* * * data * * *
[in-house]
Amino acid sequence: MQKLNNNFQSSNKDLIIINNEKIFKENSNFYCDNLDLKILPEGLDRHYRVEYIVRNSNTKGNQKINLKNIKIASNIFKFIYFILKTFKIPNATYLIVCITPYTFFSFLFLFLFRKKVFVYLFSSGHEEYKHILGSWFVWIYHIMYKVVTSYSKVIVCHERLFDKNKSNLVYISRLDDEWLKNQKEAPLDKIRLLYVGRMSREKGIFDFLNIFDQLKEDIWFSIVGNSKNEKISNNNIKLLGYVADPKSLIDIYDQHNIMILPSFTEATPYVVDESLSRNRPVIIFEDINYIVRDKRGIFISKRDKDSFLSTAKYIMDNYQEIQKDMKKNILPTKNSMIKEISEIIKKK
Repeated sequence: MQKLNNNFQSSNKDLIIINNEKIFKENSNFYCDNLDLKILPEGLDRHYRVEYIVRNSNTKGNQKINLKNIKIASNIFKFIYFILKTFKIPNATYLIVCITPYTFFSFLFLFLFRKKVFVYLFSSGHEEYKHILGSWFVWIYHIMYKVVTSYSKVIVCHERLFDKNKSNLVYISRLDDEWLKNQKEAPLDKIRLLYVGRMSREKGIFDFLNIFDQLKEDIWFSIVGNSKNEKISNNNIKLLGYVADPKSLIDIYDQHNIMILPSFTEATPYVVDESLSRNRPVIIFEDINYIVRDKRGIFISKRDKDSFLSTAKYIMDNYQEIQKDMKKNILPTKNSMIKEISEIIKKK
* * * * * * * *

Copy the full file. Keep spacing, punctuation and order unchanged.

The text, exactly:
[in-house]
Amino acid sequence: MQKLNNNFQSSNKDLIIINNEKIFKENSNFYCDNLDLKILPEGLDRHYRVEYIVRNSNTKGNQKINLKNIKIASNIFKFIYFILKTFKIPNATYLIVCITPYTFFSFLFLFLFRKKVFVYLFSSGHEEYKHILGSWFVWIYHIMYKVVTSYSKVIVCHERLFDKNKSNLVYISRLDDEWLKNQKEAPLDKIRLLYVGRMSREKGIFDFLNIFDQLKEDIWFSIVGNSKNEKISNNNIKLLGYVADPKSLIDIYDQHNIMILPSFTEATPYVVDESLSRNRPVIIFEDINYIVRDKRGIFISKRDKDSFLSTAKYIMDNYQEIQKDMKKNILPTKNSMIKEISEIIKKK
Repeated sequence: MQKLNNNFQSSNKDLIIINNEKIFKENSNFYCDNLDLKILPEGLDRHYRVEYIVRNSNTKGNQKINLKNIKIASNIFKFIYFILKTFKIPNATYLIVCITPYTFFSFLFLFLFRKKVFVYLFSSGHEEYKHILGSWFVWIYHIMYKVVTSYSKVIVCHERLFDKNKSNLVYISRLDDEWLKNQKEAPLDKIRLLYVGRMSREKGIFDFLNIFDQLKEDIWFSIVGNSKNEKISNNNIKLLGYVADPKSLIDIYDQHNIMILPSFTEATPYVVDESLSRNRPVIIFEDINYIVRDKRGIFISKRDKDSFLSTAKYIMDNYQEIQKDMKKNILPTKNSMIKEISEIIKKK